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What Type Of Returns Would CoreCivic's(NYSE:CXW) Shareholders Have Earned If They Purchased Their SharesFive Years Ago?

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·4 min read
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Generally speaking long term investing is the way to go. But that doesn't mean long term investors can avoid big losses. To wit, the CoreCivic, Inc. (NYSE:CXW) share price managed to fall 73% over five long years. We certainly feel for shareholders who bought near the top. And we doubt long term believers are the only worried holders, since the stock price has declined 51% over the last twelve months. Shareholders have had an even rougher run lately, with the share price down 29% in the last 90 days. We note that the company has reported results fairly recently; and the market is hardly delighted. You can check out the latest numbers in our company report.

See our latest analysis for CoreCivic

While the efficient markets hypothesis continues to be taught by some, it has been proven that markets are over-reactive dynamic systems, and investors are not always rational. One flawed but reasonable way to assess how sentiment around a company has changed is to compare the earnings per share (EPS) with the share price.

During the five years over which the share price declined, CoreCivic's earnings per share (EPS) dropped by 7.6% each year. Readers should note that the share price has fallen faster than the EPS, at a rate of 23% per year, over the period. This implies that the market is more cautious about the business these days. The low P/E ratio of 7.20 further reflects this reticence.

The company's earnings per share (over time) is depicted in the image below (click to see the exact numbers).

earnings-per-share-growth
earnings-per-share-growth

Before buying or selling a stock, we always recommend a close examination of historic growth trends, available here.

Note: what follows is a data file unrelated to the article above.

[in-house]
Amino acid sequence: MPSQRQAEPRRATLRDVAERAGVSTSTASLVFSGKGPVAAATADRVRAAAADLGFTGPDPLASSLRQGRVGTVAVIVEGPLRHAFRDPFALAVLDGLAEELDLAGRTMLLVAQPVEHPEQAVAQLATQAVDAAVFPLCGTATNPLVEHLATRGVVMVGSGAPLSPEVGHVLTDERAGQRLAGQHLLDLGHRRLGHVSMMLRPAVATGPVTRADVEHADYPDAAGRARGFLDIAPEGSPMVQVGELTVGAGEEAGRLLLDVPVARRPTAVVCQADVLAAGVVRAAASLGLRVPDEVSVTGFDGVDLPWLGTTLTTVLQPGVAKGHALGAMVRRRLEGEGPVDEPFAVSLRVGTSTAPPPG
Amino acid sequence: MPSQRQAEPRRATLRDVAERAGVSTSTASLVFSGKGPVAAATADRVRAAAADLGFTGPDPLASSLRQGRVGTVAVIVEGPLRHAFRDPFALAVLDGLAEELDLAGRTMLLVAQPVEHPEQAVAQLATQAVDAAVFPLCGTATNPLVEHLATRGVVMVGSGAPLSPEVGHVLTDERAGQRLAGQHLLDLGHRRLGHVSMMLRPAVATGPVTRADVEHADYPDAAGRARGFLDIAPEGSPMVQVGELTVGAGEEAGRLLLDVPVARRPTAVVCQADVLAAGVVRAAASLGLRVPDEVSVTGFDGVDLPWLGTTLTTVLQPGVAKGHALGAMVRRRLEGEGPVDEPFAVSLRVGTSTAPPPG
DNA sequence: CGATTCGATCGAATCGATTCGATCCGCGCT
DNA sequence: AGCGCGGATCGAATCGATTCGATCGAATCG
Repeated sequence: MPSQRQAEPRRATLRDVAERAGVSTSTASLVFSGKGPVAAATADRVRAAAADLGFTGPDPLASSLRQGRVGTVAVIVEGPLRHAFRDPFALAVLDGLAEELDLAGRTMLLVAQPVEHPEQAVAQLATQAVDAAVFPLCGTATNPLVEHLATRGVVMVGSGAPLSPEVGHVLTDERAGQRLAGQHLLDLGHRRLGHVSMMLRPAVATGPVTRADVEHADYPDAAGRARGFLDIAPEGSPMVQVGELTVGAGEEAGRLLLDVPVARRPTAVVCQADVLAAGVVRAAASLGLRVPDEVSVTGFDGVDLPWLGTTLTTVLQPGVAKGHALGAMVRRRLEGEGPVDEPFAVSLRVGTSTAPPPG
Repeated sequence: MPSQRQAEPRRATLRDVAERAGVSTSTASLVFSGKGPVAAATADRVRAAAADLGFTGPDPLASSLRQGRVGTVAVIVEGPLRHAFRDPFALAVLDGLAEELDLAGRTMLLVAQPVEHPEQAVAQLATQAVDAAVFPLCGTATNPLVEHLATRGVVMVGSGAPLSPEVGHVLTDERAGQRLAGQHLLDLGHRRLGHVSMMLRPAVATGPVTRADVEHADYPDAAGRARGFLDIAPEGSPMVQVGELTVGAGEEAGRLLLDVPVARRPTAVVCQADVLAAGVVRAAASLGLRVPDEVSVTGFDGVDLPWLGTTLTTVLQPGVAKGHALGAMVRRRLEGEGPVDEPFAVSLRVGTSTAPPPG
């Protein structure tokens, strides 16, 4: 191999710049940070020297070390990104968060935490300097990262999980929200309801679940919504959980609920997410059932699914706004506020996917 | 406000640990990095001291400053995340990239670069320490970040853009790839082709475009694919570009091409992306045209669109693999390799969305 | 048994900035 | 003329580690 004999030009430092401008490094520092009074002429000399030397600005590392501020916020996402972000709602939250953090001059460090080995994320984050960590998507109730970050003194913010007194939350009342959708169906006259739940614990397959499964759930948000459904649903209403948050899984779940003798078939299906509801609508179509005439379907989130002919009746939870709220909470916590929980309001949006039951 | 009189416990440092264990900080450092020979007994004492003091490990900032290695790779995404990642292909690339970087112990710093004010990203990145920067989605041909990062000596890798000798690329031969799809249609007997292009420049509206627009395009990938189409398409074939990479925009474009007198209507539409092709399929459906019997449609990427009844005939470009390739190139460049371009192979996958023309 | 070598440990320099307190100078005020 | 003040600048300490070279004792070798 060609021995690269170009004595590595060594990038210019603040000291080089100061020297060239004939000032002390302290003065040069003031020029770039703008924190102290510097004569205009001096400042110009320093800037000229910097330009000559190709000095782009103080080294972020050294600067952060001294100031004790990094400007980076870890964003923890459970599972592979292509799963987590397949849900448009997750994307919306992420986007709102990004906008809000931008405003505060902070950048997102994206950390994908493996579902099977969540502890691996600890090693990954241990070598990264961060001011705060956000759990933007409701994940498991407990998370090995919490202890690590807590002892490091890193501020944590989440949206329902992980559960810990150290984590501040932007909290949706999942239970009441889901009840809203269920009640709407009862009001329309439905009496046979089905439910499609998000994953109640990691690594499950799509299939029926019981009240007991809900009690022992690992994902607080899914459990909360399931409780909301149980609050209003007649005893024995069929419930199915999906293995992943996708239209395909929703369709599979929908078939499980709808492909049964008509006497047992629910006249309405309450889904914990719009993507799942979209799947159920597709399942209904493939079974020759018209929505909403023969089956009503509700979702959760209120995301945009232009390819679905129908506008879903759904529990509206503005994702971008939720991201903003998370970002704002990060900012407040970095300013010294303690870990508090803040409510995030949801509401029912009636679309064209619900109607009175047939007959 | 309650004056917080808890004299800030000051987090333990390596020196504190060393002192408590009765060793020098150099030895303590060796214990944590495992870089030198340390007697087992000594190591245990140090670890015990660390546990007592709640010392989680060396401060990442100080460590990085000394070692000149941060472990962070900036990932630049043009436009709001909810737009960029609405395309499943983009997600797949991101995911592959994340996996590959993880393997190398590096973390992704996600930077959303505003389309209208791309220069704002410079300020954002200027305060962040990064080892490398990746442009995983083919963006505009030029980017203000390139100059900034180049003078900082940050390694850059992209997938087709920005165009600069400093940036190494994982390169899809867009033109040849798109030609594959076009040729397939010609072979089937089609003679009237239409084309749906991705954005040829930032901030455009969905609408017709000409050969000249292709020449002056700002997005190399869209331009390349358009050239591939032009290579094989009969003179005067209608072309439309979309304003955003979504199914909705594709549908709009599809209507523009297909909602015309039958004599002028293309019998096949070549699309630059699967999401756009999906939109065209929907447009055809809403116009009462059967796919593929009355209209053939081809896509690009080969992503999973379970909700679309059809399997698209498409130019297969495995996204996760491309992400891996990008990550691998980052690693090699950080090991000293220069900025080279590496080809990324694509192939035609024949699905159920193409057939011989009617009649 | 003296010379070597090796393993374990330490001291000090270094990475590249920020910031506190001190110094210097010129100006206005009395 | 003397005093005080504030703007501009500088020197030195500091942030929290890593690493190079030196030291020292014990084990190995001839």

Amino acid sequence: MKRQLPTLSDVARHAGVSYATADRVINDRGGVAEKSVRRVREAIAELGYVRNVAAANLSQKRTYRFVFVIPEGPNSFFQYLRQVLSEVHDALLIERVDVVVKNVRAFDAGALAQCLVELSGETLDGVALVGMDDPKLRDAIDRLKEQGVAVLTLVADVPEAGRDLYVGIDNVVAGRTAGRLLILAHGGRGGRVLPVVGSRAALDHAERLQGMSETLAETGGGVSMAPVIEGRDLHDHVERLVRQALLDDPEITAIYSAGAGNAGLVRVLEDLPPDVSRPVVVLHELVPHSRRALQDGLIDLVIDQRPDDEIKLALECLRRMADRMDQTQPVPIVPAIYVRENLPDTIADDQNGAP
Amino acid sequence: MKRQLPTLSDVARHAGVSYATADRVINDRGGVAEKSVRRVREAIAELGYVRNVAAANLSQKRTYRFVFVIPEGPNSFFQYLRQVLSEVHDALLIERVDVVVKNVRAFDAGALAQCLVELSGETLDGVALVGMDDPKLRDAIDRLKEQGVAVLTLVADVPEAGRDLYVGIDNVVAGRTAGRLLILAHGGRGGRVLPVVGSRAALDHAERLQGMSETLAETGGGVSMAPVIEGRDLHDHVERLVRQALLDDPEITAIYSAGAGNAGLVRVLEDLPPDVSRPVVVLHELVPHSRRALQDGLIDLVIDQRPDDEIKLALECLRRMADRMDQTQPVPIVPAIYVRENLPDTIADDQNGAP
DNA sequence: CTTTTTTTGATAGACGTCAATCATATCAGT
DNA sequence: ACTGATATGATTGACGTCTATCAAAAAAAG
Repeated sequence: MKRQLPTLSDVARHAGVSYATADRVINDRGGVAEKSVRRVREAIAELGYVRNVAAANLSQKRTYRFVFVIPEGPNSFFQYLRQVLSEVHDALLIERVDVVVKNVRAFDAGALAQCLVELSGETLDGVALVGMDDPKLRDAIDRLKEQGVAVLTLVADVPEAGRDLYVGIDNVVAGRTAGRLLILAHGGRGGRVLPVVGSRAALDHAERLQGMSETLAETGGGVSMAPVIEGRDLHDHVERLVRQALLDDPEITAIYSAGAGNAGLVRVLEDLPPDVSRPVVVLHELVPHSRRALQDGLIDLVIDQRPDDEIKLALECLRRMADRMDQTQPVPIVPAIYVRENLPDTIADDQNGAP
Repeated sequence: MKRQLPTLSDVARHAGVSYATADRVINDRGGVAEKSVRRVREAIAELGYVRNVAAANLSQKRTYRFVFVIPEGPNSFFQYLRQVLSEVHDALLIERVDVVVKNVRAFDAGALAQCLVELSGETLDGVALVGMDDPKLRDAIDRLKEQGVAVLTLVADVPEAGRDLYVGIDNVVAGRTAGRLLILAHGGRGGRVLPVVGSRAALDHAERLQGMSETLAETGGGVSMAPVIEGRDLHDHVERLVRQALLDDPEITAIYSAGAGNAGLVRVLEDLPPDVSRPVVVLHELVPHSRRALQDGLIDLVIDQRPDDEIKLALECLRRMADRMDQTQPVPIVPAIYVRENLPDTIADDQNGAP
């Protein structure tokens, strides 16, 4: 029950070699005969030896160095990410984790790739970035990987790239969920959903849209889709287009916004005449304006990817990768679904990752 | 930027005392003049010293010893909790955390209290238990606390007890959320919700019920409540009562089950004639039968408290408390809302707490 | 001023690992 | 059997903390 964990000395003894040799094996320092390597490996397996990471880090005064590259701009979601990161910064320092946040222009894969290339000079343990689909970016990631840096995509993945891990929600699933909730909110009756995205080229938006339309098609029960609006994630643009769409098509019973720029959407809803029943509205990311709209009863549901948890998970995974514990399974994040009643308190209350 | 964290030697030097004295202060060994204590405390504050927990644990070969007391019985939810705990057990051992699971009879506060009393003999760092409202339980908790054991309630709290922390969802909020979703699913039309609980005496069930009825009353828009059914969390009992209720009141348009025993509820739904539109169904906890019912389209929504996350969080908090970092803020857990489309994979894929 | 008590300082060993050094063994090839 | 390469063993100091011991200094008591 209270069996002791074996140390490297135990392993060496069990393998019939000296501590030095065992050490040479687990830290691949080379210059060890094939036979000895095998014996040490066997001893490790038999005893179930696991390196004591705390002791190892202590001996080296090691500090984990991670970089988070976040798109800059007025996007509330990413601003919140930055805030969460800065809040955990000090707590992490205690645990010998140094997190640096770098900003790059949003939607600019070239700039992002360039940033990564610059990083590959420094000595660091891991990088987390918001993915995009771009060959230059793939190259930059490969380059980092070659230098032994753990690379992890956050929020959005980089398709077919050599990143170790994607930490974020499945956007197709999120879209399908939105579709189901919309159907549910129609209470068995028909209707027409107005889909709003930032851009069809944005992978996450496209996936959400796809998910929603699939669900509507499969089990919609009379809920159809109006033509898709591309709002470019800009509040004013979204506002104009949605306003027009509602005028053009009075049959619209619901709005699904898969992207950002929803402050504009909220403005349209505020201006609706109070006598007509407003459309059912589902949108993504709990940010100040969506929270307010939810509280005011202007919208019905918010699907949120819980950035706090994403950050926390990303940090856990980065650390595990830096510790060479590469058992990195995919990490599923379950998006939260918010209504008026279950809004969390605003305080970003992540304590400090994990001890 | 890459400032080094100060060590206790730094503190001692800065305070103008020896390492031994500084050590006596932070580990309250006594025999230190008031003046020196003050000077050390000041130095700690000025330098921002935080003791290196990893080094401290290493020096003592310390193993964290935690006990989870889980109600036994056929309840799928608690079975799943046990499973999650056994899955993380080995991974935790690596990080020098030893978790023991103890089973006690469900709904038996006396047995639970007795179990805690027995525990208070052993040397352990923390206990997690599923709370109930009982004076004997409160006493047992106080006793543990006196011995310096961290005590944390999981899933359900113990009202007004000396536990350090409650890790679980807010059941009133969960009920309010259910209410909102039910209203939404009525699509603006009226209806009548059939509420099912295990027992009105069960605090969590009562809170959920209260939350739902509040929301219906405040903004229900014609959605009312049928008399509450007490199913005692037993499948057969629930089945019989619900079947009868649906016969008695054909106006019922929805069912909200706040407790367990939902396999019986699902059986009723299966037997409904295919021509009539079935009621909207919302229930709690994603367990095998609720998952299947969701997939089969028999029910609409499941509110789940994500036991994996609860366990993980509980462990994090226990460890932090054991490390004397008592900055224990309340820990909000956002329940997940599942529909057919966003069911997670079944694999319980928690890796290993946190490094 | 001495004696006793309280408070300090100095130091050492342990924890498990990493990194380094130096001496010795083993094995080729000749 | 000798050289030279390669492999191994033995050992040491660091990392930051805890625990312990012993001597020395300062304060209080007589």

What About Dividends?

When looking at investment returns, it is important to consider the difference between total shareholder return (TSR) and share price return. Whereas the share price return only reflects the change in the share price, the TSR includes the value of dividends (assuming they were reinvested) and the benefit of any discounted capital raising or spin-off. So for companies that pay a generous dividend, the TSR is often a lot higher than the share price return. We note that for CoreCivic the TSR over the last 5 years was -59%, which is better than the share price return mentioned above. The dividends paid by the company have thusly boosted the total shareholder return.

A Different Perspective

CoreCivic shareholders are down 47% for the year (even including dividends), but the market itself is up 18%. However, keep in mind that even the best stocks will sometimes underperform the market over a twelve month period. Unfortunately, last year's performance may indicate unresolved challenges, given that it was worse than the annualised loss of 9.8% over the last half decade. Generally speaking long term share price weakness can be a bad sign, though contrarian investors might want to research the stock in hope of a turnaround. I find it very interesting to look at share price over the long term as a proxy for business performance. But to truly gain insight, we need to consider other information, too. Case in point: We've spotted 3 warning signs for CoreCivic you should be aware of, and 1 of them is significant.

We will like CoreCivic better if we see some big insider buys. While we wait, check out this free list of growing companies with considerable, recent, insider buying.

Please note, the market returns quoted in this article reflect the market weighted average returns of stocks that currently trade on US exchanges.

This article by Simply Wall St is general in nature. It does not constitute a recommendation to buy or sell any stock, and does not take account of your objectives, or your financial situation. We aim to bring you long-term focused analysis driven by fundamental data. Note that our analysis may not factor in the latest price-sensitive company announcements or qualitative material. Simply Wall St has no position in any stocks mentioned.

Have feedback on this article? Concerned about the content? Get in touch with us directly. Alternatively, email editorial-team@simplywallst.com.